Different Topic, Different Requirements
After delivering 14 talks on sheep farming you’re pretty confident you could pull that out of the bag when necessary. You could probably narrow your talk down to 1 minute if required, and might even be able to talk for 5 or 10 minutes and have enough ideas to keep it interesting. You finally feel like a public speaker. However, when you turn up to a conference and are asked to talk about solar power you find yourself starting over.
When you have to play a drum solo the basic factors are: the musical style, the time signature, and the tempo. Ideas and vocabulary that work in a jazz setting in 3/4 will not work so well on a rock kit behind a wall of guitar amps. Your double kick chops are not going to be so useful at a champagne reception when you’re asked to play with brushes.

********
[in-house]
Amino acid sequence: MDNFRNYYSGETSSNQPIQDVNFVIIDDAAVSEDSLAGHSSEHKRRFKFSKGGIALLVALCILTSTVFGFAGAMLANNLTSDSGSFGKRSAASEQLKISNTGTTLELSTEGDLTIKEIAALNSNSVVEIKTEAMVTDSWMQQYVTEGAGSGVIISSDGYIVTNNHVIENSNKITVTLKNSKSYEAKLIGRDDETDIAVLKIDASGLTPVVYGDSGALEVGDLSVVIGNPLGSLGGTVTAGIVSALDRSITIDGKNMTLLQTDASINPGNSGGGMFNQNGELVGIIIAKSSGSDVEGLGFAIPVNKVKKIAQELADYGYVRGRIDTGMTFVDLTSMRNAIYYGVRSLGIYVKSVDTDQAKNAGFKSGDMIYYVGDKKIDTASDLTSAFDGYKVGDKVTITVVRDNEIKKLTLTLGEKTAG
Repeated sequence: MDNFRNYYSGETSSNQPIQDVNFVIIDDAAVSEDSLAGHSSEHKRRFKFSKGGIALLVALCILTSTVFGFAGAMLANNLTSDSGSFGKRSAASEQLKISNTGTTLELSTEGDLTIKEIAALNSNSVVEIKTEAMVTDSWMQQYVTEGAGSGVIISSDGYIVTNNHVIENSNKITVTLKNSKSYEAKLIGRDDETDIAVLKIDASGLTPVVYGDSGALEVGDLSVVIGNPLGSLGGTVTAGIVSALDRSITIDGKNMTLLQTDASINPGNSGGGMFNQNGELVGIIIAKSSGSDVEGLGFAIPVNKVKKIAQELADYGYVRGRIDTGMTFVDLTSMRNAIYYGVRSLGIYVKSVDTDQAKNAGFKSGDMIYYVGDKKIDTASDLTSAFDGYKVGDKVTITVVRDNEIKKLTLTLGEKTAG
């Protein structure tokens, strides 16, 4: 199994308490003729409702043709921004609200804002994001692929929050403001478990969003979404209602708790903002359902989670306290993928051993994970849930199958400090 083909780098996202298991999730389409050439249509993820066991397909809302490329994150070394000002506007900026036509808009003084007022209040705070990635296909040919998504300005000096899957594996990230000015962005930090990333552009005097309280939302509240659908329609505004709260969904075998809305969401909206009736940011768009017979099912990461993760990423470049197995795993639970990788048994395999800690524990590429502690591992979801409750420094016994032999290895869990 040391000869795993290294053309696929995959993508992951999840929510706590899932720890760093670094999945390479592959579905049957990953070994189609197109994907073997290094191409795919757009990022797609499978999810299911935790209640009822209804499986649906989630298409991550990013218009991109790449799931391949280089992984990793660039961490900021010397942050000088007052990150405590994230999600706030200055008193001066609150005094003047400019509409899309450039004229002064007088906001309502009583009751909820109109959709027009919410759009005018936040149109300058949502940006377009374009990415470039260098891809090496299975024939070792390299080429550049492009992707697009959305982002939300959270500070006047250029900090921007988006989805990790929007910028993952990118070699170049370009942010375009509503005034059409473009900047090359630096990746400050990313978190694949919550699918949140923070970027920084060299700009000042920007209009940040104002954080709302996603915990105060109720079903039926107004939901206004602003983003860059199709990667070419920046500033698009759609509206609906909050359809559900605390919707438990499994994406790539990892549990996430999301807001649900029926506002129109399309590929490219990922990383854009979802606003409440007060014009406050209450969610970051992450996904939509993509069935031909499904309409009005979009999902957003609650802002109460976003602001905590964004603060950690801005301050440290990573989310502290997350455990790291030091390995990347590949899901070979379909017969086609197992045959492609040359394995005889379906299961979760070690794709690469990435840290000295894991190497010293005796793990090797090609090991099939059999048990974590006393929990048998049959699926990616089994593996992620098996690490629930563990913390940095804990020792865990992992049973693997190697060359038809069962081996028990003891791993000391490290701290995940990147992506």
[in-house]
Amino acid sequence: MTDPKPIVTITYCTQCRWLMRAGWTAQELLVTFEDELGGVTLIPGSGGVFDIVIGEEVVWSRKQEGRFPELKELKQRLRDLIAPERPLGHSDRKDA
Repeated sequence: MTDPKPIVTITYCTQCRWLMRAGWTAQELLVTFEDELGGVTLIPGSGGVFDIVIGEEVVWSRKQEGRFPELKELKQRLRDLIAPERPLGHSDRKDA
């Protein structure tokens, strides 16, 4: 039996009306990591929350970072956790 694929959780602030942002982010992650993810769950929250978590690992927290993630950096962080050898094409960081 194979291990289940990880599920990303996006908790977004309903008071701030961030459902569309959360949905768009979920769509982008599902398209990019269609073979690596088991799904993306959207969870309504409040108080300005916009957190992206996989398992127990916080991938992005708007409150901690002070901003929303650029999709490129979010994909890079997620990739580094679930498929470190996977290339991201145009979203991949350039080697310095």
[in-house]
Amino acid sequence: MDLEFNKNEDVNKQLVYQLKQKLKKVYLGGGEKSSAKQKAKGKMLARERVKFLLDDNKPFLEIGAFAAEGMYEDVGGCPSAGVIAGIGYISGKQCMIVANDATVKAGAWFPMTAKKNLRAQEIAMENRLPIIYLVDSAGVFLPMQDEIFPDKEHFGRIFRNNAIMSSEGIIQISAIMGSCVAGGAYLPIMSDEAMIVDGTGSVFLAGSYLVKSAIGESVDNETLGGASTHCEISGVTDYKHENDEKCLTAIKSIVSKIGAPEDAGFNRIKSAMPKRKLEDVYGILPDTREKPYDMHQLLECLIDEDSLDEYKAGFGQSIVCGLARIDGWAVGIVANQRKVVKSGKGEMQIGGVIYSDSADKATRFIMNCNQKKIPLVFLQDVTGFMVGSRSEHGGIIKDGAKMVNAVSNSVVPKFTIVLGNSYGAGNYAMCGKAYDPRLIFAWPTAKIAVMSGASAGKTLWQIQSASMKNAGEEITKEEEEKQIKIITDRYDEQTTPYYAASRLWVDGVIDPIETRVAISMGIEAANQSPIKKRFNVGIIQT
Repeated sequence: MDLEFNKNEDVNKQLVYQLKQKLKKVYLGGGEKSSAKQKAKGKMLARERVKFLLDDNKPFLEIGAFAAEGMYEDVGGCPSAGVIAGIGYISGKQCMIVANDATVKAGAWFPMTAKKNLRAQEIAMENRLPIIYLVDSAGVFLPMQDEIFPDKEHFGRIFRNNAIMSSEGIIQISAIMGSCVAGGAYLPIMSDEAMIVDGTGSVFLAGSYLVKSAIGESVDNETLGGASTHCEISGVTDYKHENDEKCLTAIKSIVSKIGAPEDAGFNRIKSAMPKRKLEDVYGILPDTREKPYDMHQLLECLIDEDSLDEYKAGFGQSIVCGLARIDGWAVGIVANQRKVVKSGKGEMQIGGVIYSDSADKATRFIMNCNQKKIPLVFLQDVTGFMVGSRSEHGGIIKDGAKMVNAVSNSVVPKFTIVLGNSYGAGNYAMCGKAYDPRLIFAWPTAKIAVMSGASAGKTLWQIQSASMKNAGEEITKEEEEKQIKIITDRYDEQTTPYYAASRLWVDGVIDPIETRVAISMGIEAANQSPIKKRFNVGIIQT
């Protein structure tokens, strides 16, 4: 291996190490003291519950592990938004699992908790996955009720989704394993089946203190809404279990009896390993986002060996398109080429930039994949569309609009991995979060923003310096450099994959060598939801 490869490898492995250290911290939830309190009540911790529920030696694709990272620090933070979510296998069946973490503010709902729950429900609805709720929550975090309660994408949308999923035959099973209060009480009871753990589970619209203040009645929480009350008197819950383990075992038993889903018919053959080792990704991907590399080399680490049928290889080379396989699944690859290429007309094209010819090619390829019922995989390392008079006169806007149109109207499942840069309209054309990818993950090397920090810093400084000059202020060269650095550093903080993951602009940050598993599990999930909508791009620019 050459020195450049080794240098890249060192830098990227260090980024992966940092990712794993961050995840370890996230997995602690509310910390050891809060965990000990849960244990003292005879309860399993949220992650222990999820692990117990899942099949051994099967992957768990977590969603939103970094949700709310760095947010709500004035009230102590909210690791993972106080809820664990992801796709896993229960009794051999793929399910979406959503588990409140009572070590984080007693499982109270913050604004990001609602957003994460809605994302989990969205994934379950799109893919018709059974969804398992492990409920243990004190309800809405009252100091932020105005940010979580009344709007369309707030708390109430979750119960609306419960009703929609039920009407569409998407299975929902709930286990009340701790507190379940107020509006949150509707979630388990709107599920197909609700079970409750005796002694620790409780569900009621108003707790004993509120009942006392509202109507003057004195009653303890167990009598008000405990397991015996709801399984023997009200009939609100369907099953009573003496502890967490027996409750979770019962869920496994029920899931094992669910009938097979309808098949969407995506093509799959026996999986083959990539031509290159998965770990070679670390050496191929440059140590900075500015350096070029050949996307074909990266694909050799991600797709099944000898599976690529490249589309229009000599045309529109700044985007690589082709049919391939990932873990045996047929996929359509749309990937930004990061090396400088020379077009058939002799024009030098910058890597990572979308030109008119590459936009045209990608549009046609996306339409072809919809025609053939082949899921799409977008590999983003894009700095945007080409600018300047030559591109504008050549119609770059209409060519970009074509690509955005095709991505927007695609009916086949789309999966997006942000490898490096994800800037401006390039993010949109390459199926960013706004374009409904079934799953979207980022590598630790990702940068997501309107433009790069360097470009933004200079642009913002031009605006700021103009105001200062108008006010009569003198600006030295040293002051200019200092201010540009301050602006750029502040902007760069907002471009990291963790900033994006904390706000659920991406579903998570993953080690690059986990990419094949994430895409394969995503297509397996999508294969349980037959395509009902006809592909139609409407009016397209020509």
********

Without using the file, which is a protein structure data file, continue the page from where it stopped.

Even if you’re comfortable playing solos in a rock context you may find that the song you’re asked to solo in is faster or slower than you’re used to and when you go to play certain licks you either can’t play fast enough to execute them, or the tempo is so slow that they don’t sound right.
The only way to be prepared for those situations is to have some experience. Listening to different styles of music will give you an idea of the things that work well in those styles. Spending time in the practice room soloing over different sequenced vamps will give you the opportunity to try things at different tempos and challenge yourself. Eventually you’ll begin to feel like you can hold your own when the singer drops you in the deep end.
If you’d like to see the evolution of a drum solo this sequence of videos was recorded on my last tour with Wishbone Ash. Each night I had a few ideas but wanted to try new things. Sometimes I’d have an idea that just wouldn’t come out and I’d think about it the next day and try again. Sometimes I opted to start from scratch and try something completely different.